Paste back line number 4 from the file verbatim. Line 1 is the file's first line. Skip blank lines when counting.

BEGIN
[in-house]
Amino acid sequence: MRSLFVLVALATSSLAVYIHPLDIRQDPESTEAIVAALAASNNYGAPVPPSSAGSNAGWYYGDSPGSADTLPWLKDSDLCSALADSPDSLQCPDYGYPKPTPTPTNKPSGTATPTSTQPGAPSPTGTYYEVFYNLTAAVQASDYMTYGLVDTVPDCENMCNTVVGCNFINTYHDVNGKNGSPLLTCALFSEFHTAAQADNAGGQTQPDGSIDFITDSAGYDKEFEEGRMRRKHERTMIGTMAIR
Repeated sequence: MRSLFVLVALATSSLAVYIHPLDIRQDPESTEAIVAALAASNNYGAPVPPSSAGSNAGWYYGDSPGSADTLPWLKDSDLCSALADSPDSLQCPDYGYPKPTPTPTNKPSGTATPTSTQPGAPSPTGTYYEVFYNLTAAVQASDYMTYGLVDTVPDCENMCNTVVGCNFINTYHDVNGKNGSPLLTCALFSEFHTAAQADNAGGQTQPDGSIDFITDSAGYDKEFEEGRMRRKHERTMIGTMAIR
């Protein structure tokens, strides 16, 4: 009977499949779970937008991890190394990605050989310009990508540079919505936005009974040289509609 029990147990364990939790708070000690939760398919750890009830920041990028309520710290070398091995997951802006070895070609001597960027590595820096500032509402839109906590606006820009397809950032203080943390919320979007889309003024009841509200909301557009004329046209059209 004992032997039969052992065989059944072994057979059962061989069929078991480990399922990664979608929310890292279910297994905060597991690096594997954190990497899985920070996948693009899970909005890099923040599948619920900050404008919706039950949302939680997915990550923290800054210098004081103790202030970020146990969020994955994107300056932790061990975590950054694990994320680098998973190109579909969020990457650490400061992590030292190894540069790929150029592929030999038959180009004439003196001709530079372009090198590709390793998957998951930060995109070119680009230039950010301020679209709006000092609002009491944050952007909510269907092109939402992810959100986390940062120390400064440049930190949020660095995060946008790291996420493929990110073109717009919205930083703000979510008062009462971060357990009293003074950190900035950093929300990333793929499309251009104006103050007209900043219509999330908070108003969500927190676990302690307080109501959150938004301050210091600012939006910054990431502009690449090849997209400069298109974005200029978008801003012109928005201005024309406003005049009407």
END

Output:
């Protein structure tokens, strides 16, 4: 009977499949779970937008991890190394990605050989310009990508540079919505936005009974040289509609 029990147990364990939790708070000690939760398919750890009830920041990028309520710290070398091995997951802006070895070609001597960027590595820096500032509402839109906590606006820009397809950032203080943390919320979007889309003024009841509200909301557009004329046209059209 004992032997039969052992065989059944072994057979059962061989069929078991480990399922990664979608929310890292279910297994905060597991690096594997954190990497899985920070996948693009899970909005890099923040599948619920900050404008919706039950949302939680997915990550923290800054210098004081103790202030970020146990969020994955994107300056932790061990975590950054694990994320680098998973190109579909969020990457650490400061992590030292190894540069790929150029592929030999038959180009004439003196001709530079372009090198590709390793998957998951930060995109070119680009230039950010301020679209709006000092609002009491944050952007909510269907092109939402992810959100986390940062120390400064440049930190949020660095995060946008790291996420493929990110073109717009919205930083703000979510008062009462971060357990009293003074950190900035950093929300990333793929499309251009104006103050007209900043219509999330908070108003969500927190676990302690307080109501959150938004301050210091600012939006910054990431502009690449090849997209400069298109974005200029978008801003012109928005201005024309406003005049009407």